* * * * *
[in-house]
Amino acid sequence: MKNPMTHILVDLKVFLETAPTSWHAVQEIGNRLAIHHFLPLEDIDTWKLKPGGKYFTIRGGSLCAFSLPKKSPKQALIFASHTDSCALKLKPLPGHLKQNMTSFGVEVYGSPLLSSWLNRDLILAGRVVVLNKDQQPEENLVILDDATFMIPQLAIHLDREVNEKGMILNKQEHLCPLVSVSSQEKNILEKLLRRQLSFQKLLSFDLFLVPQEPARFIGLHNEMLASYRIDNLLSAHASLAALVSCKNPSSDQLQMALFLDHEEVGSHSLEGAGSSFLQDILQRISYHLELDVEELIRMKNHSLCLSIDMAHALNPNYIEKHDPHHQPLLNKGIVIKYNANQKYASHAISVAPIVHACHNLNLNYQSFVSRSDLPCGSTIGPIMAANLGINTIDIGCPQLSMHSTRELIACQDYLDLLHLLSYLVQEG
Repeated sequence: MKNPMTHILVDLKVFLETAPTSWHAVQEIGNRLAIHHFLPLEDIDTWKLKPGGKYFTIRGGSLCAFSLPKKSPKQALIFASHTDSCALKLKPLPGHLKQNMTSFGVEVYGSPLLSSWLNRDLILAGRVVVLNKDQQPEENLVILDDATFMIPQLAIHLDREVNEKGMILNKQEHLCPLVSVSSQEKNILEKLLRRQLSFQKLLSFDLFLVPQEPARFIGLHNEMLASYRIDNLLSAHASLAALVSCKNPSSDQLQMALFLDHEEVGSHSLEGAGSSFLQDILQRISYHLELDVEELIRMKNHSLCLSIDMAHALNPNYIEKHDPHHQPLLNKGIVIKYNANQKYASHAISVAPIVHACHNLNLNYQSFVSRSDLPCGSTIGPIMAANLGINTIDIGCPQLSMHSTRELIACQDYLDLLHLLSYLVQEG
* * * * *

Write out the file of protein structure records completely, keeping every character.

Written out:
[in-house]
Amino acid sequence: MKNPMTHILVDLKVFLETAPTSWHAVQEIGNRLAIHHFLPLEDIDTWKLKPGGKYFTIRGGSLCAFSLPKKSPKQALIFASHTDSCALKLKPLPGHLKQNMTSFGVEVYGSPLLSSWLNRDLILAGRVVVLNKDQQPEENLVILDDATFMIPQLAIHLDREVNEKGMILNKQEHLCPLVSVSSQEKNILEKLLRRQLSFQKLLSFDLFLVPQEPARFIGLHNEMLASYRIDNLLSAHASLAALVSCKNPSSDQLQMALFLDHEEVGSHSLEGAGSSFLQDILQRISYHLELDVEELIRMKNHSLCLSIDMAHALNPNYIEKHDPHHQPLLNKGIVIKYNANQKYASHAISVAPIVHACHNLNLNYQSFVSRSDLPCGSTIGPIMAANLGINTIDIGCPQLSMHSTRELIACQDYLDLLHLLSYLVQEG
Repeated sequence: MKNPMTHILVDLKVFLETAPTSWHAVQEIGNRLAIHHFLPLEDIDTWKLKPGGKYFTIRGGSLCAFSLPKKSPKQALIFASHTDSCALKLKPLPGHLKQNMTSFGVEVYGSPLLSSWLNRDLILAGRVVVLNKDQQPEENLVILDDATFMIPQLAIHLDREVNEKGMILNKQEHLCPLVSVSSQEKNILEKLLRRQLSFQKLLSFDLFLVPQEPARFIGLHNEMLASYRIDNLLSAHASLAALVSCKNPSSDQLQMALFLDHEEVGSHSLEGAGSSFLQDILQRISYHLELDVEELIRMKNHSLCLSIDMAHALNPNYIEKHDPHHQPLLNKGIVIKYNANQKYASHAISVAPIVHACHNLNLNYQSFVSRSDLPCGSTIGPIMAANLGINTIDIGCPQLSMHSTRELIACQDYLDLLHLLSYLVQEG